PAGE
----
Operational Research helps public health programs identify challenges and issues and find solutions. It helps public health practitioners make better decisions so that programs that seek to improve the public's health are more efficient and effective in meeting their goals (i.e., to eliminate diseases).
The World Health Organization (WHO) has set out ambitious goals for the control and elimination of certain diseases, and public health programs throughout the world are working to meet those goals. When those programs run into challenges – such as getting disease-preventing medicines to all at-risk members of a population or tracking vaccination records across state lines – operational research can help formulate solutions. These, in turn, often inform policy, which is applied to other settings. Thus, operational research becomes an effective way for public health programs to address these challenges and find solutions to help improve public health programs.
We support various operational research projects with various organizations, clinics, and communities through our Neglected Tropical Diseases Support Center (NTD-SC) and our Public Health Informatics Institute (PHII) to help improve effectiveness and processes of public health programs around the world. NTD-SC was developed to utilize operational research as a tool for helping to eliminate and control neglected tropical diseases (NTDs). The program helps to prioritize the research agenda and coordinate research initiatives. PHII analyzes business process and conducts research on clinical and laboratory settings to identify ways to improve processes in order for those facilities to provide better care for their communities.
Coordinating Operational Research on NTDs Around the World
Through support from the Bill & Melinda Gates Foundation and USAID, our NTD-SC provides guidance for and oversees numerous operational research projects around the world that focus on addressing priority research needs for the NTD community to progress in elimination and control efforts. Its research, led by in-country partners, focuses on “overcoming obstacles to program implementation,” “refining endgame strategies for NTD elimination,” and “ensuring sustainability of program achievements.” Aligning the needs of NTD programs and research priorities, the NTD community can more effectively solve challenges that are impeding the ability to reach at-risk communities and implement sustainable interventions.
To enhance this alignment of research goals, NTD-SC started the Coalition for Operational Research on NTDs (COR-NTD). COR-NTD is a group of researchers, program implementers, and their in-country partners that have the shared goal of optimizing control and elimination of NTDs. The group convenes annually for a meeting that seeks to develop the research agenda for the upcoming year that will best address the needs of the NTD community. The goal of the coalition is to create new synergies within the operational research sector for NTDs and align that research with specific program needs. COR-NTD also provides a platform where operational needs can be defined, research can be collaborated on, and technical challenges addressed. For those interested in attending the yearly meeting and being apart of the Coalition click here.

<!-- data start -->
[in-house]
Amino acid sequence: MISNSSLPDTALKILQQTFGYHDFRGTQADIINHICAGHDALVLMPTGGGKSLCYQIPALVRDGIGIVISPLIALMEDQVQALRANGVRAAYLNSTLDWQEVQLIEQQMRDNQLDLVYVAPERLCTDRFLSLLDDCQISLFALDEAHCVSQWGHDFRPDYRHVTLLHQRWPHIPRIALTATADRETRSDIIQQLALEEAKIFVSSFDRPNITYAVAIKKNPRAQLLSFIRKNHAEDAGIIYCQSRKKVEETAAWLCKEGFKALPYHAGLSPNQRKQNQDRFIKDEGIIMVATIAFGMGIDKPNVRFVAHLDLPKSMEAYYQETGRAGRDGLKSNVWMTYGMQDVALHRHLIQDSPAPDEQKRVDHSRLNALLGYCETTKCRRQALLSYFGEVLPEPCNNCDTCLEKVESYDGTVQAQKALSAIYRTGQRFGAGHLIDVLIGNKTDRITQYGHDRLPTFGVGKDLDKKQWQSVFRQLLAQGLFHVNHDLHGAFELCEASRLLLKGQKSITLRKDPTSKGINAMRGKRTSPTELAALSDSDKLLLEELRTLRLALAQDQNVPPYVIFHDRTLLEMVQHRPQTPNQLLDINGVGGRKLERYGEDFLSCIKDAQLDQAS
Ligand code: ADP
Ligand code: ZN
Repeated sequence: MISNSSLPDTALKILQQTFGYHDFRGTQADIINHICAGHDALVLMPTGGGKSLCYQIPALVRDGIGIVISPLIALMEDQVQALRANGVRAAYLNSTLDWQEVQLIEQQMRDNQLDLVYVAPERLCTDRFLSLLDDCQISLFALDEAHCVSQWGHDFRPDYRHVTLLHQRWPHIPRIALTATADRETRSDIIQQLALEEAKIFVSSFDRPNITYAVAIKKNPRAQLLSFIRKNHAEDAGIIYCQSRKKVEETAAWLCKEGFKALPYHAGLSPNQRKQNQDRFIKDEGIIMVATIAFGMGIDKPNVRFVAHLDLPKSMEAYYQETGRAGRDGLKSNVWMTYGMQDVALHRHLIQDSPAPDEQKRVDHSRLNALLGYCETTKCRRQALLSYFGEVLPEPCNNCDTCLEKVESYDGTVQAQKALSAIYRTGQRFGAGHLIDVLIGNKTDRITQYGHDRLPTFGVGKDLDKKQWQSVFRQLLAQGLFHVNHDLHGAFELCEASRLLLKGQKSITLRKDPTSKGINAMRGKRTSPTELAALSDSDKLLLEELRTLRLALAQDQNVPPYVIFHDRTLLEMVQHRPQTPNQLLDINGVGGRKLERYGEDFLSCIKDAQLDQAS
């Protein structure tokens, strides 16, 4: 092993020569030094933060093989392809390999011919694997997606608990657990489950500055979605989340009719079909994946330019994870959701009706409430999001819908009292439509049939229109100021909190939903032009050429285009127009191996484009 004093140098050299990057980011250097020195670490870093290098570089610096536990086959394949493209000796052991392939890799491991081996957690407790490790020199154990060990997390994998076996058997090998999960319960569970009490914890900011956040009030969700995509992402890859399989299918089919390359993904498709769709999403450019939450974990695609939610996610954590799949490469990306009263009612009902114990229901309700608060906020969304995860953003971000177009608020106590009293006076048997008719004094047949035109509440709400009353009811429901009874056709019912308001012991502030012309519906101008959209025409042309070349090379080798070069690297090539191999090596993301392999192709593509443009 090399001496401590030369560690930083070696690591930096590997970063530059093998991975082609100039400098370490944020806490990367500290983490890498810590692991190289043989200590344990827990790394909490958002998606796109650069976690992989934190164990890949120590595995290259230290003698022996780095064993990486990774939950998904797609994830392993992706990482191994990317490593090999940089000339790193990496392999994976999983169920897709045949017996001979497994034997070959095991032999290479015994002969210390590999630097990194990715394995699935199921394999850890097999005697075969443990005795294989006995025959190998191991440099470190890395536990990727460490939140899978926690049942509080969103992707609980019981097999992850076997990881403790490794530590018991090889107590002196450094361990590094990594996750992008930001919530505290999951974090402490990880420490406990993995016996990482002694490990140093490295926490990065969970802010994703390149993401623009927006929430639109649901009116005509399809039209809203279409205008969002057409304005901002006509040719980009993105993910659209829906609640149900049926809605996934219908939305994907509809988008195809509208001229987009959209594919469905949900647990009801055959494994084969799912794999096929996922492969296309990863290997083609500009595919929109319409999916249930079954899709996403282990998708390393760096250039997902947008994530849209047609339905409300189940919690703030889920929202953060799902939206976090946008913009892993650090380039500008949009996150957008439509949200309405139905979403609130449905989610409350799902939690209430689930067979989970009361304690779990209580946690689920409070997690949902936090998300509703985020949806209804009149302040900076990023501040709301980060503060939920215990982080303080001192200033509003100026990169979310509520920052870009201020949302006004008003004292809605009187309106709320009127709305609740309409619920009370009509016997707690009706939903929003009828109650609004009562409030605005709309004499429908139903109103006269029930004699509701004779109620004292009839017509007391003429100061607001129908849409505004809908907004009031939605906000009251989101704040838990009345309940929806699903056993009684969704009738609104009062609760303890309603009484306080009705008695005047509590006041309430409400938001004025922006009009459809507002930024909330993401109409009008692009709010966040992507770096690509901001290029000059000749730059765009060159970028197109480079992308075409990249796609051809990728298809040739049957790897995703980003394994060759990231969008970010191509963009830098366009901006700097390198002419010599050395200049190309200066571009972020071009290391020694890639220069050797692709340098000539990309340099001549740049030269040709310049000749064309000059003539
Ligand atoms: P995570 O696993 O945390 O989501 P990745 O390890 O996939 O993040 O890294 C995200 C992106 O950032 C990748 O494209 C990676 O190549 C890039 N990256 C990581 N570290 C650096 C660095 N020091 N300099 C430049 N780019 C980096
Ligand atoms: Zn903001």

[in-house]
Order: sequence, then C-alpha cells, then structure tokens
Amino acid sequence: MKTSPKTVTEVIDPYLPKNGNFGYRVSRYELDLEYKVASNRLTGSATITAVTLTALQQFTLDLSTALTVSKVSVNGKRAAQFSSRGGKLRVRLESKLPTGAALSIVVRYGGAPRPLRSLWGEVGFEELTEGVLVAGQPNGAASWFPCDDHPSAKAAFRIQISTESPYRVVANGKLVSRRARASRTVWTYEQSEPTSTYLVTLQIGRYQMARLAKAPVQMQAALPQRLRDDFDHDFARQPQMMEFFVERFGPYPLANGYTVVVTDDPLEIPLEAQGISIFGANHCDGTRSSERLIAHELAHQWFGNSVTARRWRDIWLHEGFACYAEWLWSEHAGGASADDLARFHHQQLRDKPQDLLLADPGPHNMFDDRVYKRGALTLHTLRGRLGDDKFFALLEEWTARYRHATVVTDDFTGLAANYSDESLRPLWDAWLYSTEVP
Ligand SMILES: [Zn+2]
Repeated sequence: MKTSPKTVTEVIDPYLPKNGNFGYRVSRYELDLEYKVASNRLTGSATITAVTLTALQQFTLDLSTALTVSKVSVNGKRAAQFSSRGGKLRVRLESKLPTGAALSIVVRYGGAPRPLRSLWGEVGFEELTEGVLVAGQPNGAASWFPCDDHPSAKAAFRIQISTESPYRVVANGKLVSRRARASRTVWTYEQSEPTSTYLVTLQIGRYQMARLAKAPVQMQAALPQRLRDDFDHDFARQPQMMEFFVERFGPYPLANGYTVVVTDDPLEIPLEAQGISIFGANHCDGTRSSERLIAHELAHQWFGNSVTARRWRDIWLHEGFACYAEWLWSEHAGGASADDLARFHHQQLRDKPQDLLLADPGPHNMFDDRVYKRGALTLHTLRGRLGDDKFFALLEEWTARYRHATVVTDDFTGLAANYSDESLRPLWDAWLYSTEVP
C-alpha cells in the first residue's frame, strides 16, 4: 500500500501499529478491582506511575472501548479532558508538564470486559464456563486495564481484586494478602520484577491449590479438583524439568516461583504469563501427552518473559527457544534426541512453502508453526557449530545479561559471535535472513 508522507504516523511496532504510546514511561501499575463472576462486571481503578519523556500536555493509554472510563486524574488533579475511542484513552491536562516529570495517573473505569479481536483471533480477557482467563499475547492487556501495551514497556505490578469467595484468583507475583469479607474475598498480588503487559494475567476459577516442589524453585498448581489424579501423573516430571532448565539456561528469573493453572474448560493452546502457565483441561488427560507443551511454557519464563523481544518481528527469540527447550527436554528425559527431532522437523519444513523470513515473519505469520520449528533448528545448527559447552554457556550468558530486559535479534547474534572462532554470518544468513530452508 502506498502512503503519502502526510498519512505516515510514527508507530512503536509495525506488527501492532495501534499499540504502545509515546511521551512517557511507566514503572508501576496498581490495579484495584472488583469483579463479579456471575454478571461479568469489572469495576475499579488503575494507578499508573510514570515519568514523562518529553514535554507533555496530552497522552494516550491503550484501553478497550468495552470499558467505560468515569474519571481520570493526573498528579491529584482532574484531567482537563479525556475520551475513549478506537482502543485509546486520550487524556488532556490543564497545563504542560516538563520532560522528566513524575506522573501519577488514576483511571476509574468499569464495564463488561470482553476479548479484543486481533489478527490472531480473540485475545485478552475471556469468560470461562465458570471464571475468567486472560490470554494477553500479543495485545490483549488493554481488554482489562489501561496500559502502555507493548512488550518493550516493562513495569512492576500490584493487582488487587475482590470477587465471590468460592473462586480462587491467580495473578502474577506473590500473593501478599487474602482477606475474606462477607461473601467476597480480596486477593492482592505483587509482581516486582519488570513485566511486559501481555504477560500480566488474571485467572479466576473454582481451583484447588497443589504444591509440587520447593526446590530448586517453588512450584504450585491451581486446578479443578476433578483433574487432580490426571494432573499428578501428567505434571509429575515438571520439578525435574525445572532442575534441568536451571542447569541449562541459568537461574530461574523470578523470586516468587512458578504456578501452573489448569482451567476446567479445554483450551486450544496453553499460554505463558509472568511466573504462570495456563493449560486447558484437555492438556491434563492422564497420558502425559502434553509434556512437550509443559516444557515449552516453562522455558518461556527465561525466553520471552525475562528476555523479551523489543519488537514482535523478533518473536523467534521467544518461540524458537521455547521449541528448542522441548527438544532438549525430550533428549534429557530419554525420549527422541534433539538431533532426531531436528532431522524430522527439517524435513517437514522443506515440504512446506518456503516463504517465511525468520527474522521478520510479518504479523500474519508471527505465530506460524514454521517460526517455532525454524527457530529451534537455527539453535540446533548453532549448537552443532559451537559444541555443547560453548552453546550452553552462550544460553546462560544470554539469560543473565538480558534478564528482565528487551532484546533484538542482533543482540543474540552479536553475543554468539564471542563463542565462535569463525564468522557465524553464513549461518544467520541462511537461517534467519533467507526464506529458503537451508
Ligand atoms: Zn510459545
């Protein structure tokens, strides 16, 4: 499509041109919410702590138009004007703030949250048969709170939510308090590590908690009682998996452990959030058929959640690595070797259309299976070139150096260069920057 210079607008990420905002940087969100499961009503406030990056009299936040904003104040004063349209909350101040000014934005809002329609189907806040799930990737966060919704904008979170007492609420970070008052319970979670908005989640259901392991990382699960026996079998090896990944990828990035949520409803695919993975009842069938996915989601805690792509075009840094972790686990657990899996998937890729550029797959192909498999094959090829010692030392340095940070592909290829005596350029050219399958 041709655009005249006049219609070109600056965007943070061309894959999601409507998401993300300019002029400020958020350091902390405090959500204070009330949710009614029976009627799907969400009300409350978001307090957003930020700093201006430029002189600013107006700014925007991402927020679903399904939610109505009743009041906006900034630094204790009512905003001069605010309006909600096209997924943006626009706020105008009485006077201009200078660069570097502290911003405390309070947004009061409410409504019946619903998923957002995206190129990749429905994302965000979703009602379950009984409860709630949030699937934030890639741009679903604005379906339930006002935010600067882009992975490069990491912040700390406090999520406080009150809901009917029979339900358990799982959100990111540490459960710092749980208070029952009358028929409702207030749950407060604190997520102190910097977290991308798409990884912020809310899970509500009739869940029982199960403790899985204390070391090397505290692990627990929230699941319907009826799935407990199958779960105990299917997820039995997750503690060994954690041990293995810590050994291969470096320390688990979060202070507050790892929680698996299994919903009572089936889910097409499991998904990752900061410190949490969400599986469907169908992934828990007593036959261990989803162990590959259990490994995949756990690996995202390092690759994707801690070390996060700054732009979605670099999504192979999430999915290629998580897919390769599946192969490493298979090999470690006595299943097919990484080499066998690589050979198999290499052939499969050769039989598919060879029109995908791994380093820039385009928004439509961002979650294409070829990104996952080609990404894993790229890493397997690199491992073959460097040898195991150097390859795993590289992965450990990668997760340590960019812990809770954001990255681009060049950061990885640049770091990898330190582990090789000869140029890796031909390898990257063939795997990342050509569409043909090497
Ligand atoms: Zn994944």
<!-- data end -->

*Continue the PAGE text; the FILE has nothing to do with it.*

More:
Building Sustainable Research Capacity in-country
NTD-SC also oversees the African Small Grants program which seeks to increase research capacity in African countries. Through funding from USAID in collaboration with the African Research Network on Neglected Tropical Diseases, NTD-SC helps coordinate operational research projects proposed by African researchers on NTDs to help build research equity in public health throughout the continent.
Business Process Analysis
With the support of implementing partners and funders, PHII, through its Requirements Lab, strengthens health systems by helping health agencies and facilities identify process gaps and weaknesses in their business practices. A Collaborative Requirements Development Methodology (CRDM) approach is used to help clients clearly document work processes, identify areas of improvement, and define the requirements that outline how information systems should support their work so that ultimately they can provide better health services and protection to their communities. This collaborative approach helps public health practitioners and agencies identify areas of similarity, best practices, and intersection so that lessons learned in one scenario can help inform another.
Press Release: Task Force for Global Health Experts at American Society for Tropical Medicine and Hygiene conference
ATLANTA (October 28, 2022) – Task Force for Global Health experts will
On March 8, the world celebrated International Women’s Day with the theme
Make Public Health Programs More Efficient
Katie Gass, PhD
Where We Work
Header photo caption: A set of blood samples spread on a diagnostic tool. During prevalence testing in Haiti for lymphatic filariasis (LF), community health workers use a tablet-based technology for diagnosing LF in the blood.